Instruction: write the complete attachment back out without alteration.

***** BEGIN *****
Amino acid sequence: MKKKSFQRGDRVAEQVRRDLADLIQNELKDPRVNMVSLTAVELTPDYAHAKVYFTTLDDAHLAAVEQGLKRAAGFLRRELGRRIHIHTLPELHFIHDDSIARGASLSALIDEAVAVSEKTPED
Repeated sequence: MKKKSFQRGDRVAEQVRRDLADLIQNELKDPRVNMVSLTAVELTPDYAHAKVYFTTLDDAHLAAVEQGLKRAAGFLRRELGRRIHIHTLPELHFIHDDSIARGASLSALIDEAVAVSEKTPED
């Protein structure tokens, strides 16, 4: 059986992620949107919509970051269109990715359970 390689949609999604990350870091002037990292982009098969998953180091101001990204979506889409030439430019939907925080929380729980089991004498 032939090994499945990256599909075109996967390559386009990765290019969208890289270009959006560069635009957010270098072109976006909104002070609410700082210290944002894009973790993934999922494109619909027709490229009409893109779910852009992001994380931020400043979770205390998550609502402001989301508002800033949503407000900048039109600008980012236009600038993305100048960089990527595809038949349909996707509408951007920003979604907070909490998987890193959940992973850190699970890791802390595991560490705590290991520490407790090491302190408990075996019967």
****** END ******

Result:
Amino acid sequence: MKKKSFQRGDRVAEQVRRDLADLIQNELKDPRVNMVSLTAVELTPDYAHAKVYFTTLDDAHLAAVEQGLKRAAGFLRRELGRRIHIHTLPELHFIHDDSIARGASLSALIDEAVAVSEKTPED
Repeated sequence: MKKKSFQRGDRVAEQVRRDLADLIQNELKDPRVNMVSLTAVELTPDYAHAKVYFTTLDDAHLAAVEQGLKRAAGFLRRELGRRIHIHTLPELHFIHDDSIARGASLSALIDEAVAVSEKTPED
């Protein structure tokens, strides 16, 4: 059986992620949107919509970051269109990715359970 390689949609999604990350870091002037990292982009098969998953180091101001990204979506889409030439430019939907925080929380729980089991004498 032939090994499945990256599909075109996967390559386009990765290019969208890289270009959006560069635009957010270098072109976006909104002070609410700082210290944002894009973790993934999922494109619909027709490229009409893109779910852009992001994380931020400043979770205390998550609502402001989301508002800033949503407000900048039109600008980012236009600038993305100048960089990527595809038949349909996707509408951007920003979604907070909490998987890193959940992973850190699970890791802390595991560490705590290991520490407790090491302190408990075996019967």